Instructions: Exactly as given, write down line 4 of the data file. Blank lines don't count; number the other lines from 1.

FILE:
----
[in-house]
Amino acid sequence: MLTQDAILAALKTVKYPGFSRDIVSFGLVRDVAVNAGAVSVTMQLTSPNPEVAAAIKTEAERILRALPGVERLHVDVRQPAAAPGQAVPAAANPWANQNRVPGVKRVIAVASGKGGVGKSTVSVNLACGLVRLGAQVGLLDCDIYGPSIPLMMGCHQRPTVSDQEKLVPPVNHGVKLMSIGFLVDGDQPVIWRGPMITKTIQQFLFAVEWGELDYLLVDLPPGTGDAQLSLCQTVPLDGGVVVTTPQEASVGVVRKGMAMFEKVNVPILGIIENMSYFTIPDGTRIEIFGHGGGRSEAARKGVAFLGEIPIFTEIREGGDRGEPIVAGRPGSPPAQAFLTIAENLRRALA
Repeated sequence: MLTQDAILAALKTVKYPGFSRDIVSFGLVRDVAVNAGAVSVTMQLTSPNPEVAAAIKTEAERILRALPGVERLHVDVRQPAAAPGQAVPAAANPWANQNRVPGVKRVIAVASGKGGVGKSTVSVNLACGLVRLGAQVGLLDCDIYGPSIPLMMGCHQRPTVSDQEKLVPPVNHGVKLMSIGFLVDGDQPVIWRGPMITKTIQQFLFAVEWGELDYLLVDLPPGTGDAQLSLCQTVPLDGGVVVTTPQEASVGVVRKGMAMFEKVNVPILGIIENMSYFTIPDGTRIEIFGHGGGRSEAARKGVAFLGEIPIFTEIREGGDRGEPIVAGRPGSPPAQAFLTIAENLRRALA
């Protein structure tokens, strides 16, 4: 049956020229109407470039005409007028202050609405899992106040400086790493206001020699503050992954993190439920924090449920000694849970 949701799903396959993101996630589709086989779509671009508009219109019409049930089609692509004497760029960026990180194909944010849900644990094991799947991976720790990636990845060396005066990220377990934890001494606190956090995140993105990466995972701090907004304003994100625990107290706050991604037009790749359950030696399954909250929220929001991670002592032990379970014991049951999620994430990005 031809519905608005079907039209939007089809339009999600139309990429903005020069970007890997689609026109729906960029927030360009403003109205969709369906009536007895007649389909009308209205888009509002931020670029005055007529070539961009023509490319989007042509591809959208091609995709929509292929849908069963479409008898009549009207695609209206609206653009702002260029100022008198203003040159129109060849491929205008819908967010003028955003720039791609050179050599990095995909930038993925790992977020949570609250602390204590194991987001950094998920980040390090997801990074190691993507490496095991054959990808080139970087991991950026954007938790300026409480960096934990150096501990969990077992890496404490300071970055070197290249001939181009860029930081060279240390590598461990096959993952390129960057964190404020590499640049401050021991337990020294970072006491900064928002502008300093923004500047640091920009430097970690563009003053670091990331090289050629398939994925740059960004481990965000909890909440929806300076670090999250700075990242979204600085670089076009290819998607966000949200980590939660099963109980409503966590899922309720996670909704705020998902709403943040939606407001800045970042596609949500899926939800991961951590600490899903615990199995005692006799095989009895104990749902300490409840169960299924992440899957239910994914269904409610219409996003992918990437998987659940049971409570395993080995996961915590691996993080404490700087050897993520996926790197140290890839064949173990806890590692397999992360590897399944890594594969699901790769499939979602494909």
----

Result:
């Protein structure tokens, strides 16, 4: 049956020229109407470039005409007028202050609405899992106040400086790493206001020699503050992954993190439920924090449920000694849970 949701799903396959993101996630589709086989779509671009508009219109019409049930089609692509004497760029960026990180194909944010849900644990094991799947991976720790990636990845060396005066990220377990934890001494606190956090995140993105990466995972701090907004304003994100625990107290706050991604037009790749359950030696399954909250929220929001991670002592032990379970014991049951999620994430990005 031809519905608005079907039209939007089809339009999600139309990429903005020069970007890997689609026109729906960029927030360009403003109205969709369906009536007895007649389909009308209205888009509002931020670029005055007529070539961009023509490319989007042509591809959208091609995709929509292929849908069963479409008898009549009207695609209206609206653009702002260029100022008198203003040159129109060849491929205008819908967010003028955003720039791609050179050599990095995909930038993925790992977020949570609250602390204590194991987001950094998920980040390090997801990074190691993507490496095991054959990808080139970087991991950026954007938790300026409480960096934990150096501990969990077992890496404490300071970055070197290249001939181009860029930081060279240390590598461990096959993952390129960057964190404020590499640049401050021991337990020294970072006491900064928002502008300093923004500047640091920009430097970690563009003053670091990331090289050629398939994925740059960004481990965000909890909440929806300076670090999250700075990242979204600085670089076009290819998607966000949200980590939660099963109980409503966590899922309720996670909704705020998902709403943040939606407001800045970042596609949500899926939800991961951590600490899903615990199995005692006799095989009895104990749902300490409840169960299924992440899957239910994914269904409610219409996003992918990437998987659940049971409570395993080995996961915590691996993080404490700087050897993520996926790197140290890839064949173990806890590692397999992360590897399944890594594969699901790769499939979602494909």